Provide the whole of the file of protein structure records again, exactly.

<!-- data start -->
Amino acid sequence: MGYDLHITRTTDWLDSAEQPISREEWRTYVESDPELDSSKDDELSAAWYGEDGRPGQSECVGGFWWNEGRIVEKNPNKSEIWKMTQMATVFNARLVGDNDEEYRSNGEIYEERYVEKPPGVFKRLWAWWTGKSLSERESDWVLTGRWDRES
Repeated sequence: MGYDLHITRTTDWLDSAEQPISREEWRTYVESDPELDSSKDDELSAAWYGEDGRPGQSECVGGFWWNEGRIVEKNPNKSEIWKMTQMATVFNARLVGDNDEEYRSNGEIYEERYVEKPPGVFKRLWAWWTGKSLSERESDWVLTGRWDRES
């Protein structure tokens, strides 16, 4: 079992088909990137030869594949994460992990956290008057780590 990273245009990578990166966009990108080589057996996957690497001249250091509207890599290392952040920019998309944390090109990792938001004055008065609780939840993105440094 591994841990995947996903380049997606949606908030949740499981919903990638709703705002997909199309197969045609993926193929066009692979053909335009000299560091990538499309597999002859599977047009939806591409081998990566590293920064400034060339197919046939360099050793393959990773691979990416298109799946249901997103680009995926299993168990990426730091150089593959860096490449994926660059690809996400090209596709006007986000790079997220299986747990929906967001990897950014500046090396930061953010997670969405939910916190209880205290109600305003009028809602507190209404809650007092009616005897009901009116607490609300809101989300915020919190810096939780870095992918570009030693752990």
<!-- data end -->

Amino acid sequence: MGYDLHITRTTDWLDSAEQPISREEWRTYVESDPELDSSKDDELSAAWYGEDGRPGQSECVGGFWWNEGRIVEKNPNKSEIWKMTQMATVFNARLVGDNDEEYRSNGEIYEERYVEKPPGVFKRLWAWWTGKSLSERESDWVLTGRWDRES
Repeated sequence: MGYDLHITRTTDWLDSAEQPISREEWRTYVESDPELDSSKDDELSAAWYGEDGRPGQSECVGGFWWNEGRIVEKNPNKSEIWKMTQMATVFNARLVGDNDEEYRSNGEIYEERYVEKPPGVFKRLWAWWTGKSLSERESDWVLTGRWDRES
């Protein structure tokens, strides 16, 4: 079992088909990137030869594949994460992990956290008057780590 990273245009990578990166966009990108080589057996996957690497001249250091509207890599290392952040920019998309944390090109990792938001004055008065609780939840993105440094 591994841990995947996903380049997606949606908030949740499981919903990638709703705002997909199309197969045609993926193929066009692979053909335009000299560091990538499309597999002859599977047009939806591409081998990566590293920064400034060339197919046939360099050793393959990773691979990416298109799946249901997103680009995926299993168990990426730091150089593959860096490449994926660059690809996400090209596709006007986000790079997220299986747990929906967001990897950014500046090396930061953010997670969405939910916190209880205290109600305003009028809602507190209404809650007092009616005897009901009116607490609300809101989300915020919190810096939780870095992918570009030693752990």